Stateside: New cyberbulling law; kids not getting mental health help; what “business-friendly” means
Today on Stateside, Michigan's new cyberbullying law goes into effect next month, but will it actually make kids safer from online harassment? Plus, a recent study from the University of Michigan finds that tens of thousands of Michigan kids and teens aren't getting the mental health treatment they need.
Listen to the full show above or find individual segments below.
Will Michigan’s new cyberbullying law make kids safer? Not necessarily, says expert.
- Starting in March, cyberbullying will become a misdemeanor crime that could result in jail time and a hefty fine in Michigan. That crime will be considered a felony if the cyberbullying leads to the death of a victim.
- Sameer Hinduja is the co-director of the Cyberbullying Research Center and a professor of criminology and criminal justice at Florida Atlantic University. He joined Stateside to talk about whether laws like the one in Michigan actually stop cyberbullying, what kinds of interventions do have an impact, and the unintended consequences of making more young people part of the criminal justice system.
Exhibit explores how the Cold War and youth culture shaped Saugatuck-Douglas
- The exhibit “Stories of Summer," on display at Grand Valley State University, focuses on the cultural evolution of the southwest Michigan beach towns of Saugatuck and Douglas dating back to the Cold War era. Kimberly McKee, director of the Kutsche Office of Local History at GVSU, tells us more about how the project went about capturing "everyday stories."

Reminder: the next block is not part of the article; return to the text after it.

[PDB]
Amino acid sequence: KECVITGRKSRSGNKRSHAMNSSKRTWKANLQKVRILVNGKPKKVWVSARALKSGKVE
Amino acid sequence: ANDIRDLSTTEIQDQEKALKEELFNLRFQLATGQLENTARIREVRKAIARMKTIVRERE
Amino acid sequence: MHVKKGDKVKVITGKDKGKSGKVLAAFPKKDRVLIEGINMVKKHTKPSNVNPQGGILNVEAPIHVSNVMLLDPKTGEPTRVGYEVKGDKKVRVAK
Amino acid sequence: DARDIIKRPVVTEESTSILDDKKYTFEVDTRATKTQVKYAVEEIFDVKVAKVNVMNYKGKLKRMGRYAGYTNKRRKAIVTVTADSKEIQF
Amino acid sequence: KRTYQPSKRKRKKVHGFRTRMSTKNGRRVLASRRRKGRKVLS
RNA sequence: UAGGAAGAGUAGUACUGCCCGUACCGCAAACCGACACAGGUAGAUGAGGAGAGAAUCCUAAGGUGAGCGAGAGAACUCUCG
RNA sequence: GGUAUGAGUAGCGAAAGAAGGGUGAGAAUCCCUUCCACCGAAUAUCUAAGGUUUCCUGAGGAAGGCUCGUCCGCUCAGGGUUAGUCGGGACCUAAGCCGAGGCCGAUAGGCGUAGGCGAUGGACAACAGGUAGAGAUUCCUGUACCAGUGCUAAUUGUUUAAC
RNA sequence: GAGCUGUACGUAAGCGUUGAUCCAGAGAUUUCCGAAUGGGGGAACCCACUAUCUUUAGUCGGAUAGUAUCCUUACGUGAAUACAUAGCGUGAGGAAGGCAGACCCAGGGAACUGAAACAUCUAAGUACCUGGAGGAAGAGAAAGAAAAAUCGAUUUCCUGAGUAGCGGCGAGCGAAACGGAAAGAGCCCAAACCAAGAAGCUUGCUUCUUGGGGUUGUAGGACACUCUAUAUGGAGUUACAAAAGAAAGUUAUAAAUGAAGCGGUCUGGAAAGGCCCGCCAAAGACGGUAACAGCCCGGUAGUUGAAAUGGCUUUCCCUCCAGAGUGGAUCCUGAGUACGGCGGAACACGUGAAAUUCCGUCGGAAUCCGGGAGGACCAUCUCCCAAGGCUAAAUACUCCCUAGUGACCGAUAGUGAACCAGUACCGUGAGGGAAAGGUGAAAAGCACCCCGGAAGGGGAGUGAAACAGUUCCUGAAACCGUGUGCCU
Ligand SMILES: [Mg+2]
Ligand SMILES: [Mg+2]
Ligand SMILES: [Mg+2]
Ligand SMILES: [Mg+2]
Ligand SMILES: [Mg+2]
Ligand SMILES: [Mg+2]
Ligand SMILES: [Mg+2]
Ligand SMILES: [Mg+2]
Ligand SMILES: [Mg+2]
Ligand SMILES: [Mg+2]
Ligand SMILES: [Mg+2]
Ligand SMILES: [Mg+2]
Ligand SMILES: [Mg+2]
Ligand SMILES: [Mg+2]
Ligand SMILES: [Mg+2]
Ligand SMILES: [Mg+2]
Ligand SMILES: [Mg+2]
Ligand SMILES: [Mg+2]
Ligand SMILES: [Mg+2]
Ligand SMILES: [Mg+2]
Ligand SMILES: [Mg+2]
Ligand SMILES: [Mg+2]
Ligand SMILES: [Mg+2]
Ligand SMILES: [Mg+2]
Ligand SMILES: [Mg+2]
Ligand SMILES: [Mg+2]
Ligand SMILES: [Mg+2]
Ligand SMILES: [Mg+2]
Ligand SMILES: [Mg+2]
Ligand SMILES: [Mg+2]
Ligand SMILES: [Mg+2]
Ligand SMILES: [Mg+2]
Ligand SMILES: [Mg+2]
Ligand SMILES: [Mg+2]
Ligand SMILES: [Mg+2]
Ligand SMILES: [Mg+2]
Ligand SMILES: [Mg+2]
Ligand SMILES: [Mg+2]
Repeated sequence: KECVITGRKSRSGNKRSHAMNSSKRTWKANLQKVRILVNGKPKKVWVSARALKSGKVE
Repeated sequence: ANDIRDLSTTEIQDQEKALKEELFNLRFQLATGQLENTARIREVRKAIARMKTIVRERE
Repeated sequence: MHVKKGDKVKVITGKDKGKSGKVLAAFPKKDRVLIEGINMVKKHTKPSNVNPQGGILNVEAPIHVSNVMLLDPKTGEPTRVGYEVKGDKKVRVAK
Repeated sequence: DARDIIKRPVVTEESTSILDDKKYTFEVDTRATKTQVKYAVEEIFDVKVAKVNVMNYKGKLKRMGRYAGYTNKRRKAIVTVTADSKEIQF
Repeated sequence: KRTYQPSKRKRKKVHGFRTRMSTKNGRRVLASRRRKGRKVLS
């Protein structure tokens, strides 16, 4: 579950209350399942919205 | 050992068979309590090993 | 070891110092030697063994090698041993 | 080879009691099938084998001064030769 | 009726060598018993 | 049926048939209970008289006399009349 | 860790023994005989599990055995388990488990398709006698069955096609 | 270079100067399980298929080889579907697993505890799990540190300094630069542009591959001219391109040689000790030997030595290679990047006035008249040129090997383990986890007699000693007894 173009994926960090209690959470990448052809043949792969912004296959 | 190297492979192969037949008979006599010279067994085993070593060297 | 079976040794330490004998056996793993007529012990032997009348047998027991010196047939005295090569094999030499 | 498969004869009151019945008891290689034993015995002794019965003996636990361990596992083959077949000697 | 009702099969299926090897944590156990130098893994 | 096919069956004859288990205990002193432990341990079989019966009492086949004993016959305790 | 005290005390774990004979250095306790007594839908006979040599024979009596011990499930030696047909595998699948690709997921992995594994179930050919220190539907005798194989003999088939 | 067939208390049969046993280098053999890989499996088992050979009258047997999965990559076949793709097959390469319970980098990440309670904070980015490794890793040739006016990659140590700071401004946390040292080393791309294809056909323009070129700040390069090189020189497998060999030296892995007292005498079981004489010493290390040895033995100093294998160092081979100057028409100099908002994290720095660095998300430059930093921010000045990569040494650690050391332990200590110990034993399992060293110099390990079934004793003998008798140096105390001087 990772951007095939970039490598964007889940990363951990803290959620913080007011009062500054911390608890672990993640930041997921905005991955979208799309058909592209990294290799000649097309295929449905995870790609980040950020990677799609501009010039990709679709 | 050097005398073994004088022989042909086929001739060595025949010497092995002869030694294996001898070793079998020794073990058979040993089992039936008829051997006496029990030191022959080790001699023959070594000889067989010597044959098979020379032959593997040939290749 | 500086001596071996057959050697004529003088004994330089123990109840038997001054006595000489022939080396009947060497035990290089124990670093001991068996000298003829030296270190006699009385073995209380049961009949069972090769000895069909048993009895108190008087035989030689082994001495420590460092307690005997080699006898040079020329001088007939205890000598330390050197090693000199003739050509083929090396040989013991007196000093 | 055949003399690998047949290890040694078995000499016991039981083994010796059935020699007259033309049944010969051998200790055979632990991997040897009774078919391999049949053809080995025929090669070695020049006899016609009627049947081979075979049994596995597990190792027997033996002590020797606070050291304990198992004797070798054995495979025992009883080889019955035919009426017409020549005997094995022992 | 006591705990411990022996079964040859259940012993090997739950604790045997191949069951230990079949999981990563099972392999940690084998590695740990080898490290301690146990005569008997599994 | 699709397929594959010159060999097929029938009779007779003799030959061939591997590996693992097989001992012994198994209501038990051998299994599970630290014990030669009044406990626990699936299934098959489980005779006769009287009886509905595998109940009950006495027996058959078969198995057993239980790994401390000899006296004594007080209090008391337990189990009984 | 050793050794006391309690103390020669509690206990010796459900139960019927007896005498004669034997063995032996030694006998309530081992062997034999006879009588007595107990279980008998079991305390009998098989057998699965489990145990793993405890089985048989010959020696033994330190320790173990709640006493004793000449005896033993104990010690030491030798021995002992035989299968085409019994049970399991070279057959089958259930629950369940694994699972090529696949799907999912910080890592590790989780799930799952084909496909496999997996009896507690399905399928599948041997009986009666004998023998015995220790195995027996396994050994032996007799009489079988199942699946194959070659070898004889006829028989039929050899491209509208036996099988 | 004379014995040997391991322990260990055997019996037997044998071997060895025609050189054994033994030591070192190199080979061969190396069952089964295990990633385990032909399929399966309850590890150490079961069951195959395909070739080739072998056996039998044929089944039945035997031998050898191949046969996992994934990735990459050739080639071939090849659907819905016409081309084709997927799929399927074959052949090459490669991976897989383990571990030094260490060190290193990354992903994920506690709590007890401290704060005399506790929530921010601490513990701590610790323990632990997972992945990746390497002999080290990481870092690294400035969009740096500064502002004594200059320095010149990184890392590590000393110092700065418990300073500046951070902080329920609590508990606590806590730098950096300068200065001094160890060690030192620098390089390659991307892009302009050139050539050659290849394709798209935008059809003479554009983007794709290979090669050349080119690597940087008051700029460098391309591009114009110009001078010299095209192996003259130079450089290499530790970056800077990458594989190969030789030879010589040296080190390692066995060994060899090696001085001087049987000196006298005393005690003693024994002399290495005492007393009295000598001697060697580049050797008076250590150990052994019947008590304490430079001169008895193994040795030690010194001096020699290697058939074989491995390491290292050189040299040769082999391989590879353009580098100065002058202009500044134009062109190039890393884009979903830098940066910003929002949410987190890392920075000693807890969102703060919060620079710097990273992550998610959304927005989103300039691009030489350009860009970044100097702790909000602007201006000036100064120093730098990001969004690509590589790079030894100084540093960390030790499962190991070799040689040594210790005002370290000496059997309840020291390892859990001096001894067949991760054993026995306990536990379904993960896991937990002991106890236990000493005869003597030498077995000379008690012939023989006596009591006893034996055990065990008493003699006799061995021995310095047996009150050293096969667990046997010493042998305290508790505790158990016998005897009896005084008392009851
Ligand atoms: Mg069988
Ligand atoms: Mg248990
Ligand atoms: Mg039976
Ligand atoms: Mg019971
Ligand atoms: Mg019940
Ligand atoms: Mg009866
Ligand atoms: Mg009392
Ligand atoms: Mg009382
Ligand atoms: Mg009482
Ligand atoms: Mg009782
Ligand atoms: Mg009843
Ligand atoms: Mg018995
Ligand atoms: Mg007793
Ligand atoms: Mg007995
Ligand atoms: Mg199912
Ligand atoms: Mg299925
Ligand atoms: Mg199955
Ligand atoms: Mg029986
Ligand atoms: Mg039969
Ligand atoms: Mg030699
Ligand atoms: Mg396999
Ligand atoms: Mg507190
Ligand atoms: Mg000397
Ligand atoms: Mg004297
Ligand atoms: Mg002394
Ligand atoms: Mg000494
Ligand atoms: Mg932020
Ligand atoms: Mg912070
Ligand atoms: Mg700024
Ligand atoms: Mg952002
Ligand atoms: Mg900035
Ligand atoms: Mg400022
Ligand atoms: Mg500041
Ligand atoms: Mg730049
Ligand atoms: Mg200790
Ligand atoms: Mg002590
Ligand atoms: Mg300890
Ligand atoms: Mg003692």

- You can check out “Stories of Summer ” now through March 14.
- A recent report from University of Michigan researchers found that more than 40,000 Michigan children and adolescents aren't getting the mental health treatment they need for depression, anxiety, and ADHD.
- Daniel Whitney, a post-doctoral fellow in the Department of Physical Medicine and Rehabilitation at the University of Michigan, co-authored the study. He breaks down the details of the report, and shares what parents can do to better communicate about mental health with their children.
Do big and small companies get the same benefits from “business-friendly” policies?
- We’ve reached out to business owners and leaders around the state to get their views on what the term “business friendly” really means in Michigan. Doug Rothwell is president and CEO of Business Leaders of Michigan, and Rob Fowler is CEO of the Small Business Association of Michigan. They weigh in on what the term means to them, and on what the state is — and is not — doing to be more “friendly” to businesses both large and small.
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